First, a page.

Press statement by European Union and the Peace and Security Council of the African Union

Press state­ment of the 3rd joint con­sul­ta­tive meet­ing between the Au PSC and the EU PSC
Brus­sels, 18 Octo­ber 2010
(1) The Polit­i­cal and Secu­ri­ty Com­mit­tee of the Euro­pean Union and the Peace and Secu­ri­ty Coun­cil of the African Union held their 3rd Joint Con­sul­ta­tive Meet­ing in Brus­sels.

(2) They dis­cussed the issues of Con­flict Pre­ven­tion and Cri­sis Sit­u­a­tions, where they called on the Sudanese par­ties to remain com­mit­ted to and imple­ment the Com­pre­hen­sive Peace Agree­ment and to make progress regard­ing the con­duct of the ref­er­en­da in Abyei and South Sudan. Both sides empha­sised the impor­tance of these process­es being cred­i­ble and time­ly and stressed that the nego­ti­a­tions on the postre­f­er­en­dum arrange­ments should be pur­sued in good faith. They encour­aged coop­er­a­tion between their respec­tive elec­toral obser­va­tion mis­sions for the ref­er­en­da and to work togeth­er on the post ref­er­en­dum issues. Both sides called on the par­ties to respect the out­come of the ref­er­en­da. An inclu­sive set­tle­ment on Dar­fur in Doha and oth­er process­es such as the Dar­fur -Dar­fur-Dia­logue needs to be reached with­out any fur­ther delay and unhin­dered access for human­i­tar­i­an aid needs to be guar­an­teed. Both sides recon­firmed their com­mon resolve to fight impuni­ty and encour­aged all efforts to bring peace, rec­on­cil­i­a­tion and jus­tice to Dar­fur, pledg­ing their full sup­port to the work and the efforts of the AU High Lev­el Imple­men­ta­tion Pan­el for Sudan.

(3) Both sides wel­comed the appoint­ment of the AU High Rep­re­sen­ta­tive for Soma­lia and looked for­ward to the relo­ca­tion of civil­ian com­po­nents of AU and UN to Mogadishu. The meet­ing agreed to urgent­ly fol­low up on the out­come of the 245th meet­ing of the AU PSC held on 15 Octo­ber 2010 and con­curred in call­ing upon the Soma­li polit­i­cal lead­er­ship to improve the func­tion­ing of the Tran­si­tion­al Fed­er­al Insti­tu­tions (TFIs) and advance polit­i­cal dia­logue through an inclu­sive process. They under­scored the impor­tance of strength­en­ing AMISOM and of the build­ing up of Soma­li secu­ri­ty forces along­side a rein­vig­o­rat­ed polit­i­cal approach with­in the frame­work of the Dji­bouti process. In this con­text, they wel­comed the con­tri­bu­tion of the EU Train­ing Mis­sion. They agreed to seek increased engage­ment with the regions of Soma­liland and Punt­land with­in the frame­work of the Tran­si­tion­al Fed­er­al Insti­tu­tions.

(4) On the issue of Mar­itime Safe­ty and Secu­ri­ty (MSS), both sides wel­comed African efforts in com­ing up with region­al solu­tions to counter pira­cy and look for­ward to the set­ting up of a con­ti­nen­tal frame­work for an inte­grat­ed MSS Strat­e­gy for Africa in line with the con­clu­sions of the work­shop on mar­itime secu­ri­ty and safe­ty held in Addis Aba­ba in April 2010. They wel­comed in par­tic­u­lar the ini­tia­tive of the sec­ond region­al min­is­te­r­i­al meet­ing on pira­cy and mar­itime secu­ri­ty in the East­ern and South­ern Africa-Indi­an Ocean region. On Soma­lia, both sides agreed to explore ways to step up coher­ence in efforts of mar­itime safe­ty and secu­ri­ty on sea and to sta­bi­lize Soma­lia on shore.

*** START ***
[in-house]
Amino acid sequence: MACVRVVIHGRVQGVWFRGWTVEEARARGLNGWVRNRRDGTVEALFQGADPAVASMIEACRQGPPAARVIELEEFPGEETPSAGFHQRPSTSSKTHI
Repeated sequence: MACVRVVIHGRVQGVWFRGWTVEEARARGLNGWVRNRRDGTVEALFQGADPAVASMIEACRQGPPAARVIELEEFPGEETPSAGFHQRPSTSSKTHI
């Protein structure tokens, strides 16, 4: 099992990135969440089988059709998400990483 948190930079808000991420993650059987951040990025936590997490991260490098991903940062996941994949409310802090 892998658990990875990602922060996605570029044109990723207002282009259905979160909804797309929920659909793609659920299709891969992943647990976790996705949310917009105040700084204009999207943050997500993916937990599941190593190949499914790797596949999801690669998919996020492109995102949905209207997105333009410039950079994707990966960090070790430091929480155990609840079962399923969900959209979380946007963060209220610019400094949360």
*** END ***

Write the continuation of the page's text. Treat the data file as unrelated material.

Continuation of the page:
(5) Regard­ing the Peace and Secu­ri­ty Part­ner­ship both sides wel­comed the progress made in the elab­o­ra­tion of the Action Plan 2011–13 under the Joint Africa — EU Strat­e­gy. They stressed the need to rein­force co-oper­a­tion in cri­sis man­age­ment and peace-build­ing, in close co-ordi­na­tion with the UN, also recall­ing the UNSC res­o­lu­tion 1325 on the role of women in peace and secu­ri­ty. To this effect, they wel­comed the efforts made by the AU and Region­al Eco­nom­ic Com­mu­ni­ties to pre­pare a for­ward-look­ing roadmap for the oper­a­tional­i­sa­tion of the African Peace and Secu­ri­ty Archi­tec­ture, as well as the ongo­ing first AU-organ­ised AMANI Africa exer­cise.

(6) Both sides agreed on the impor­tance of a strength­ened AU-EU coor­di­na­tion in sit­u­a­tions of secu­ri­ty and gov­er­nance crises. Con­cerned by the grow­ing transna­tion­al chal­lenges such as ter­ror­ism, orga­nized crime and traf­fick­ing of all kind, includ­ing inse­cu­ri­ty in the Sahel region, they agreed on the need to assist the efforts of the coun­tries in the region with­in the frame­work of a con­cert­ed and com­pre­hen­sive strate­gic approach. The AU and the EU fur­ther stressed the impor­tance of the sec­ond pres­i­den­tial round in Guinea sched­uled for 24 Octo­ber 2010 and agreed to coop­er­ate as regards their respec­tive elec­toral obser­va­tion mis­sions. Regard­ing Mada­gas­car, both sides reaf­firmed their sup­port to the AU medi­a­tion, called for a more inclu­sive and con­sen­su­al dia­logue and for a rapid return to the con­sti­tu­tion­al order.

(7) Final­ly, both sides agreed to improve their work­ing meth­ods, notably in view of estab­lish­ing reg­u­lar con­tacts between both Chairs of the EU and AU PSC. In the con­text of uncon­sti­tu­tion­al changes of gov­ern­ment, they under­lined the impor­tance of enhanc­ing the effec­tive­ness of Inter­na­tion­al Con­tact Groups as well as of exam­in­ing the pos­si­bil­i­ty of joint EU-AU declarations/demarches and of coor­di­na­tion con­cern­ing the imple­men­ta­tion of sanc­tions.

(8) Both sides agreed to meet again in Addis Aba­ba in 2011.

Source:
Coun­cil of the Euro­pean Union

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